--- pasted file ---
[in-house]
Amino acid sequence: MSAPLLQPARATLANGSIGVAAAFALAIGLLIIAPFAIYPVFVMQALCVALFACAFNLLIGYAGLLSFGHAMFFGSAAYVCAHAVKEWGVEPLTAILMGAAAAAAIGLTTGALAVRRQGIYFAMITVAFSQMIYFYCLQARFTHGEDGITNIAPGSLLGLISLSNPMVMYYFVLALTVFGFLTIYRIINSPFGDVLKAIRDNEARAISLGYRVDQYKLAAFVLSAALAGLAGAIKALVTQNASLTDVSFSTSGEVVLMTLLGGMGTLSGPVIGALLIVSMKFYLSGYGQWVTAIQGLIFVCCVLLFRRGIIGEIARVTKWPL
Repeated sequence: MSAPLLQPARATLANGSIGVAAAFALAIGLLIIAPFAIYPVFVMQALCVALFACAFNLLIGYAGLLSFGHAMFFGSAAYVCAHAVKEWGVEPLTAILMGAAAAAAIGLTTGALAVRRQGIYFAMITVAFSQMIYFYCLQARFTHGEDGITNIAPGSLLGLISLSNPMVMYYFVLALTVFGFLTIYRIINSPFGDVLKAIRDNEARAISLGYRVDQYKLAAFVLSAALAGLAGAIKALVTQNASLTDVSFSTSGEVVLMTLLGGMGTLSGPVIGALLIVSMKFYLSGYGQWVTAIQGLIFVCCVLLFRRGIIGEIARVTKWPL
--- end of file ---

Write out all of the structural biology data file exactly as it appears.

[in-house]
Amino acid sequence: MSAPLLQPARATLANGSIGVAAAFALAIGLLIIAPFAIYPVFVMQALCVALFACAFNLLIGYAGLLSFGHAMFFGSAAYVCAHAVKEWGVEPLTAILMGAAAAAAIGLTTGALAVRRQGIYFAMITVAFSQMIYFYCLQARFTHGEDGITNIAPGSLLGLISLSNPMVMYYFVLALTVFGFLTIYRIINSPFGDVLKAIRDNEARAISLGYRVDQYKLAAFVLSAALAGLAGAIKALVTQNASLTDVSFSTSGEVVLMTLLGGMGTLSGPVIGALLIVSMKFYLSGYGQWVTAIQGLIFVCCVLLFRRGIIGEIARVTKWPL
Repeated sequence: MSAPLLQPARATLANGSIGVAAAFALAIGLLIIAPFAIYPVFVMQALCVALFACAFNLLIGYAGLLSFGHAMFFGSAAYVCAHAVKEWGVEPLTAILMGAAAAAAIGLTTGALAVRRQGIYFAMITVAFSQMIYFYCLQARFTHGEDGITNIAPGSLLGLISLSNPMVMYYFVLALTVFGFLTIYRIINSPFGDVLKAIRDNEARAISLGYRVDQYKLAAFVLSAALAGLAGAIKALVTQNASLTDVSFSTSGEVVLMTLLGGMGTLSGPVIGALLIVSMKFYLSGYGQWVTAIQGLIFVCCVLLFRRGIIGEIARVTKWPL